What is your professional title, purpose or passion?
I am a social entrepreneur, humanitarian and education specialist, and I do all three on a daily basis!
What did you want to do when you were a child and what changed?
There is an audio recording of me when I was about 7, telling everyone I was going to travel the world and go to Croatia of all places, because I had a flashlight made there and it sounded exotic. Having been born and raised in a tiny country in South America called Uruguay, Croatia seemed like the ultimate explorer’s dream. I still remember when I did eventually travel across Croatia some 20 years later, I sent my aunt back home a photo and she reminded me of that little girl, and how far she had gone. I always wanted to travel, discover the world, meet people and speak different languages when I was little. And not much has changed: I left home at 19 and never went back, I lived in 5 countries, learned 6 languages and dedicated my career to teach people about all of it. The only difference now which I hadn’t foreseen is that I have a passion for helping people, specifically those who are also immigrants like myself but unlike me, they didn’t leave their home countries by choice but by necessity, and yet we’re judged so very differently.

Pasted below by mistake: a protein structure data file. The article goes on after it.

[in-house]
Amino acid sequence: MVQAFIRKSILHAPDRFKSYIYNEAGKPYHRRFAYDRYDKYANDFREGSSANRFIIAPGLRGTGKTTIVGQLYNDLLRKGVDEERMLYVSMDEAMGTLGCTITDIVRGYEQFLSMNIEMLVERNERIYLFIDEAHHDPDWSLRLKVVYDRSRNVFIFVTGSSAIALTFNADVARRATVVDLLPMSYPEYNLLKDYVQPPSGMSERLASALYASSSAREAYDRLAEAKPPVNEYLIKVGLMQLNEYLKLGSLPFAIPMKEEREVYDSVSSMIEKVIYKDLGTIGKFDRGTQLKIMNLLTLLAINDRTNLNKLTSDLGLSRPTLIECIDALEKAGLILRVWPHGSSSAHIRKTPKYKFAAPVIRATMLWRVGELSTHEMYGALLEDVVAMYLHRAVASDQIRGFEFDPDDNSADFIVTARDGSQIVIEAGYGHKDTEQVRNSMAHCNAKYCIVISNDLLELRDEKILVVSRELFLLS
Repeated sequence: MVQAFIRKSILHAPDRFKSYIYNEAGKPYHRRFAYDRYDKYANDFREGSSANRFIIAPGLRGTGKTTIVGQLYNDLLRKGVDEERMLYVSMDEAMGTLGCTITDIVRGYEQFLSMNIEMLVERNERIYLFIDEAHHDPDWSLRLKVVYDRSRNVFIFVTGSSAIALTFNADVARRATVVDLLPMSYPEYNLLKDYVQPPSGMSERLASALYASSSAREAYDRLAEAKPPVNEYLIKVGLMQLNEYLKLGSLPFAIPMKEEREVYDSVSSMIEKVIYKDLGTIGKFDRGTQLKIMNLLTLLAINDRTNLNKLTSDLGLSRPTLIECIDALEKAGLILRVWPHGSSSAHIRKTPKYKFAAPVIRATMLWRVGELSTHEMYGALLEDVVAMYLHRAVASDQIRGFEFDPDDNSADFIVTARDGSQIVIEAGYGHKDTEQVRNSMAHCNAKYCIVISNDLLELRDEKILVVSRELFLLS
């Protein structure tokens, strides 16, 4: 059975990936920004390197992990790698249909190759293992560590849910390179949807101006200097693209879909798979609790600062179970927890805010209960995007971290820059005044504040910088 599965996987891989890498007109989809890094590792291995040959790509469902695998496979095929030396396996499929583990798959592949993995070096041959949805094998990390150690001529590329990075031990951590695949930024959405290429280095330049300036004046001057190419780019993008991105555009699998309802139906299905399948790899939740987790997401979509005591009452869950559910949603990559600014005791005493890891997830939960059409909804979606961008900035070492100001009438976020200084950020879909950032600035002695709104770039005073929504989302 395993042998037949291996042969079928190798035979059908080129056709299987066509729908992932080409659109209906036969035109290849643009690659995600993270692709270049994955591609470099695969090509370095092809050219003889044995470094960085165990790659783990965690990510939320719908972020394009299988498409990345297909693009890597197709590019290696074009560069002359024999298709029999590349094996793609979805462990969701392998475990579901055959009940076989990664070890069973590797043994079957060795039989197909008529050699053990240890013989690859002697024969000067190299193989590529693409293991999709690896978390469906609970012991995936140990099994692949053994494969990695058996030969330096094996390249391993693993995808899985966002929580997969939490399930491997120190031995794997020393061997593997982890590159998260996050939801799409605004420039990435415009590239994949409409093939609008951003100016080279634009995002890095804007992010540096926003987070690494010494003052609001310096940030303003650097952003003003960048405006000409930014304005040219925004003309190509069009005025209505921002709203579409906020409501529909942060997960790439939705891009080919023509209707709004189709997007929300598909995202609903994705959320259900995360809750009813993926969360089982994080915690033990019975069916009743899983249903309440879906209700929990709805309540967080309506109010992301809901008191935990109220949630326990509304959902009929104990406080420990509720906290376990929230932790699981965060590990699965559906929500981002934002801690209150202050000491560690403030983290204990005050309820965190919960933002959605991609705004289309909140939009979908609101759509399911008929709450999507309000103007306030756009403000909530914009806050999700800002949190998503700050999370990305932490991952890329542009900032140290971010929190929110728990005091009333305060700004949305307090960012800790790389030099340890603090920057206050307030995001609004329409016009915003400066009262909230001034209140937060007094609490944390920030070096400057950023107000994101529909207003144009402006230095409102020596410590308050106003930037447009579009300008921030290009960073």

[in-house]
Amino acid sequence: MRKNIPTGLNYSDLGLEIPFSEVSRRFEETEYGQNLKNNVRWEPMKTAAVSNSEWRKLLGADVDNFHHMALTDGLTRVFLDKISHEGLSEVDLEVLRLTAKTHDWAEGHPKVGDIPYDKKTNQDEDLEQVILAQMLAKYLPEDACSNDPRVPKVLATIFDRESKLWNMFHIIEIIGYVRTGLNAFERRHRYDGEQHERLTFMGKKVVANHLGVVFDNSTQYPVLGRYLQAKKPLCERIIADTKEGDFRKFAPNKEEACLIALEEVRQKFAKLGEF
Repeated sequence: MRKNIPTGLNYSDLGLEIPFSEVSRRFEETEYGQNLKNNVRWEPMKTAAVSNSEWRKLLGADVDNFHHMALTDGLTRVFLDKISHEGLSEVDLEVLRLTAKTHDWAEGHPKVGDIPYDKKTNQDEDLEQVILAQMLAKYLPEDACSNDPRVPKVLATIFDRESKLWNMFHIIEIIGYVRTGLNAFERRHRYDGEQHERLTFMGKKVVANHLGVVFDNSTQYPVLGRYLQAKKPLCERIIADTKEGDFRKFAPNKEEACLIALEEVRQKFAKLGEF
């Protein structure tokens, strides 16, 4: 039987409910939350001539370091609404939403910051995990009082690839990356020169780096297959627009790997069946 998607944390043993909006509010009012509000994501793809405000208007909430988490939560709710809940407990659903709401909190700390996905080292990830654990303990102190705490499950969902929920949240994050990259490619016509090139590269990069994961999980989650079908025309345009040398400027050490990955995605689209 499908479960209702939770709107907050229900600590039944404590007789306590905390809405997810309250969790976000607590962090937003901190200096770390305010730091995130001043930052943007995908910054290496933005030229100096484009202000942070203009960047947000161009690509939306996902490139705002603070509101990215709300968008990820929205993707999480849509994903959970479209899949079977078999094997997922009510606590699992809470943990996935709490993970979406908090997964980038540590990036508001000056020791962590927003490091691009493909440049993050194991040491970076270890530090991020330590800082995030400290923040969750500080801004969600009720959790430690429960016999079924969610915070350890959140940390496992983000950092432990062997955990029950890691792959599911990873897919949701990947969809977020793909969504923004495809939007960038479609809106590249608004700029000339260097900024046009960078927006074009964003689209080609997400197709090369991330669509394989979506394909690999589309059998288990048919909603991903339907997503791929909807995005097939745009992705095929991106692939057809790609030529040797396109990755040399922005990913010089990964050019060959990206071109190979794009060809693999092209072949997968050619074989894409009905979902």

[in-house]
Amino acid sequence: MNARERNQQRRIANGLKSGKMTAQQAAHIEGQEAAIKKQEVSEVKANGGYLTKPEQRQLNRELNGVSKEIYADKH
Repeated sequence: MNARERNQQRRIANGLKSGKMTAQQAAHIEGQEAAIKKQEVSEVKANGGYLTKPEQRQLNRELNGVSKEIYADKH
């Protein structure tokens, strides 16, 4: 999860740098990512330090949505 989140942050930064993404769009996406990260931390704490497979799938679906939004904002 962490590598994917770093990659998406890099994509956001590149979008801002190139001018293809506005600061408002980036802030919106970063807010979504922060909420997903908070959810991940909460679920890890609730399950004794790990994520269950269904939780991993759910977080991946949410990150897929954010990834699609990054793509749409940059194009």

What's the best career advice you've ever been given?
In a nutshell: If you can’t find what you’re looking for, make it. If you can’t find the job you want to have, create it. If you can’t find a community that you want to be part of, start it. I’m doing exactly that and it’s wonderful to see how many people were looking for the same things but were waiting for someone else to take the plunge and get it started.
What is the best thing about your current working environment?
I guess now that the reality of working from home has become the new normal, I’m loving that I get to hang out with my cat and my plants all day long ☺
Where do you see yourself in five years' time?
I see myself in my first home (my partner and I have been saving for ages to buy a house) with a big and comfy home office, running my 2 social enterprises which support refugees. Oh, and definitely cuddling a second kitten too!
Tell us more about a charitable organisation or project you think is great.
I might be a little biased, but I think Give Your Best is pretty great :)
What drives you?
Any final comments?
Thank you for giving me and other women the opportunity to tell our stories.
What does a normal day look like for you?